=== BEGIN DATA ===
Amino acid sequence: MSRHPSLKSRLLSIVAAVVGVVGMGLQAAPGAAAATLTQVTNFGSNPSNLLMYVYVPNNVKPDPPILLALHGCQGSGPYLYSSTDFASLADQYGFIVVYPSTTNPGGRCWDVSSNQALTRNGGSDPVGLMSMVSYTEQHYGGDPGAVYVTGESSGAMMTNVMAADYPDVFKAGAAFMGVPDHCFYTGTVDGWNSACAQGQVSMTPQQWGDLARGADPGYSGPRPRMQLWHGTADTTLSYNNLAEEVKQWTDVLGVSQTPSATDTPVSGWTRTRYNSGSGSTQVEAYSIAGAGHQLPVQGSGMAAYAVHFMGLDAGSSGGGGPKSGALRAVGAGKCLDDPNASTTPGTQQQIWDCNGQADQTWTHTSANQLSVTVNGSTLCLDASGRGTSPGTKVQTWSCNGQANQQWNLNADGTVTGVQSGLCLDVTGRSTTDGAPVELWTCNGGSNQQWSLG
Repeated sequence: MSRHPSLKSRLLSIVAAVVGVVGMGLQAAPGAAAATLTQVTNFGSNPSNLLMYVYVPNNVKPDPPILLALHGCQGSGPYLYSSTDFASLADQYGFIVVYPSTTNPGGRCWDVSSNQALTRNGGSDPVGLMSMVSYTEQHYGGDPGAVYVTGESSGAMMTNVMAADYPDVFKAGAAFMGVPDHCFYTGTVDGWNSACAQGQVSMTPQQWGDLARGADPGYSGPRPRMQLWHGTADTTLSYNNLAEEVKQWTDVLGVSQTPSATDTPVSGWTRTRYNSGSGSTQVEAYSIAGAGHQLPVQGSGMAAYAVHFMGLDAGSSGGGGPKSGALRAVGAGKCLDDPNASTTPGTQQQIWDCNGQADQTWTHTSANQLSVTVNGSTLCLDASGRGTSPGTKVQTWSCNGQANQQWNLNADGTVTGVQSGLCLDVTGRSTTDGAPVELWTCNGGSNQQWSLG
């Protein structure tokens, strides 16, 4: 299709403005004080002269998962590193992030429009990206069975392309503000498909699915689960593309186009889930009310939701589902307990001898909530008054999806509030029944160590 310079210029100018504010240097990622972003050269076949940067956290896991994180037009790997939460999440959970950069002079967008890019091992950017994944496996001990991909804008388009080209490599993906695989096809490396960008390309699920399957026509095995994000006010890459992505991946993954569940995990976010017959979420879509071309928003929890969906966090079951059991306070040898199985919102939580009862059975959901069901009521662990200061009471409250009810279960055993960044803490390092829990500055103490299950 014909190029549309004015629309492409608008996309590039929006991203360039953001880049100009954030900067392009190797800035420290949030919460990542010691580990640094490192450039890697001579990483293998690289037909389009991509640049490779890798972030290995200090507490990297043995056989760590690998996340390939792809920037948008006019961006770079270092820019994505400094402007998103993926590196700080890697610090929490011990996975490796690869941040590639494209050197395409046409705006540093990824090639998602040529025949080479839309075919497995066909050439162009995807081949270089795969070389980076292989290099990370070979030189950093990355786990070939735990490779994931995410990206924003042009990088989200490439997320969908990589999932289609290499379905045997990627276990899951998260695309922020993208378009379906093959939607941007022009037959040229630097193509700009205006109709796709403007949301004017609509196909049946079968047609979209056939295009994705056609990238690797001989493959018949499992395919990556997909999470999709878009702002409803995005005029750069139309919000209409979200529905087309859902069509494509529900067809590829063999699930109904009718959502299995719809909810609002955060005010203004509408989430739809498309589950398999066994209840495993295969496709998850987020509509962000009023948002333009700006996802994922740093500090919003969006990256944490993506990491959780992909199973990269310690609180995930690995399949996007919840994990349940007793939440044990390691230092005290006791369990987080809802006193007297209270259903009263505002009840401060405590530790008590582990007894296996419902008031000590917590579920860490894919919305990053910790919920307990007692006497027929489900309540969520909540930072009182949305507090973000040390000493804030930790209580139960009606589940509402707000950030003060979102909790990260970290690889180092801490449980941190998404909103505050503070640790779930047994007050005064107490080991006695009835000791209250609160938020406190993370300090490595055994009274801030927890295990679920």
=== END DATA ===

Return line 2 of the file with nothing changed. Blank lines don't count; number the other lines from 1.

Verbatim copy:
Repeated sequence: MSRHPSLKSRLLSIVAAVVGVVGMGLQAAPGAAAATLTQVTNFGSNPSNLLMYVYVPNNVKPDPPILLALHGCQGSGPYLYSSTDFASLADQYGFIVVYPSTTNPGGRCWDVSSNQALTRNGGSDPVGLMSMVSYTEQHYGGDPGAVYVTGESSGAMMTNVMAADYPDVFKAGAAFMGVPDHCFYTGTVDGWNSACAQGQVSMTPQQWGDLARGADPGYSGPRPRMQLWHGTADTTLSYNNLAEEVKQWTDVLGVSQTPSATDTPVSGWTRTRYNSGSGSTQVEAYSIAGAGHQLPVQGSGMAAYAVHFMGLDAGSSGGGGPKSGALRAVGAGKCLDDPNASTTPGTQQQIWDCNGQADQTWTHTSANQLSVTVNGSTLCLDASGRGTSPGTKVQTWSCNGQANQQWNLNADGTVTGVQSGLCLDVTGRSTTDGAPVELWTCNGGSNQQWSLG